Freight class is a standard classification system for shipments, defined by the National Motor Freight Traffic Association (NMFTA). It's used to categorize commodities like Plastic or Rubber Articles or Materials, Expanded for transport, taking into account factors like weight, dimensions, density, storage capability, ease of handling, and liability. Freight class is a system to categorize different types of goods being shipped.
Density is a key concept in freight shipping, as it significantly impacts the freight class for commodities like Plastic or Rubber Articles or Materials, Expanded and hence, the shipping cost. It is calculated as the weight of the shipment divided by its volume. It's the parameter used to calculate the freight class of a shipment.
Stowability is used in freight shipping to describe how easily an item can be stowed or stored in relation to other items. For example, when trying to understand stowability for Plastic or Rubber Articles or Materials, Expanded, it is important to know if the item can be packaged efficiently and stowed onto the truck easily. In other words- It's a measure of how well a freight item can be stowed with other items for shipping.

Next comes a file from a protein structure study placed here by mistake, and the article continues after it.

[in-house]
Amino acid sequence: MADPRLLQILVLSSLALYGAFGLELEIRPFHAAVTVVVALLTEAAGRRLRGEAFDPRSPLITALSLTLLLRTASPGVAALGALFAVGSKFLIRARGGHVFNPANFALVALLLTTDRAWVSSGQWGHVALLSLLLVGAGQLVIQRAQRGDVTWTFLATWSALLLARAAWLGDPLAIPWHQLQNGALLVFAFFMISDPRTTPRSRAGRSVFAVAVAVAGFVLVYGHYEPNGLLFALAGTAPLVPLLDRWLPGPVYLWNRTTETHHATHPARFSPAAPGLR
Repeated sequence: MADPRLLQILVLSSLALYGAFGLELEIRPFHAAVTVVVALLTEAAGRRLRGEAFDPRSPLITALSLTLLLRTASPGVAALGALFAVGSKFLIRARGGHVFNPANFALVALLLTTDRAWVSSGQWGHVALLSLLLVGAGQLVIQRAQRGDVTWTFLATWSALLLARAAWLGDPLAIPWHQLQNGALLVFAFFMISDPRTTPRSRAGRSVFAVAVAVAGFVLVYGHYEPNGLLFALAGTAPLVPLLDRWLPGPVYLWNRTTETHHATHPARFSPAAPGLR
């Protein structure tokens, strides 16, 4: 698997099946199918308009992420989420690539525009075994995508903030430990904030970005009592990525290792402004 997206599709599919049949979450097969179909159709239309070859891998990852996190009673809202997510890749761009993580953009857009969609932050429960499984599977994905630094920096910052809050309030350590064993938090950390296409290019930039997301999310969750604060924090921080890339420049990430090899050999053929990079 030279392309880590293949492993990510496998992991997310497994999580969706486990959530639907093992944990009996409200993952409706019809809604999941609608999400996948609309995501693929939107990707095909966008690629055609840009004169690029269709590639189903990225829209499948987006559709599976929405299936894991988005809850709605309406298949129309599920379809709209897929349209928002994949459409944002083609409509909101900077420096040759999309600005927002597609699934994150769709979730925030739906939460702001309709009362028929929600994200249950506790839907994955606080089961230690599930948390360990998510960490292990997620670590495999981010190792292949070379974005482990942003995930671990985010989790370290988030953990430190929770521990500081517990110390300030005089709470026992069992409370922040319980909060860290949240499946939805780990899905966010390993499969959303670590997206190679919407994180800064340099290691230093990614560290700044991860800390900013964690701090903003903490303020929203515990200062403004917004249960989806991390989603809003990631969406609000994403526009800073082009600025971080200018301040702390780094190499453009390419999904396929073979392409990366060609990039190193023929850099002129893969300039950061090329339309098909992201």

Liability is a term used to refer to the accountability or risk involved in transporting Plastic or Rubber Articles or Materials, Expanded. It's one of the factors considered when determining freight class. Liability is the potential financial risk associated with transporting goods.
Handling refers to the procedures and precautions taken when moving and storing Plastic or Rubber Articles or Materials, Expanded. It is one of the factors considered when determining freight class for Plastic or Rubber Articles or Materials, Expanded. It's the procedures followed to prevent damage to freight during transport.
Plastic Or Other Materials Articles Forms
Plastic Or Other Materials Ground
Plastic Or Other Materials Insulation
Plastic Or Other Materials Plugs Paper Roll
Plastic Or Other Materials Sheeting Polypropylene Polyethylene
Asphalt composition or pressed waxed paper, in bags, boxes, crates or drums
In packages having a density of less than one pound per cubic foot
Common Commodity Items
For many NMFC® codes there isn’t just one single class that is applied. Often, NMFC® numbers have multiple "sub-classes", which are almost always based on the density of the shipment. In the instance where your NMFC® number has multiple sub classes, it's best to contact an expert, like Koho, to help identify which subclass to use.
The National Motor Freight Traffic Association (NMFTA) publishes a list of freight class designations, codes, and subclasses for commonly shipped items (https://classit.nmfta.org/). A subscription fee is required to access this list. You can learn more about freight classes from the experts at Koho for free on our freight classes pages.
Adding NMFC code to a shipment is technically optional, but the NMFC codes can help avoid reclassification and ensure you're using the correct freight class number.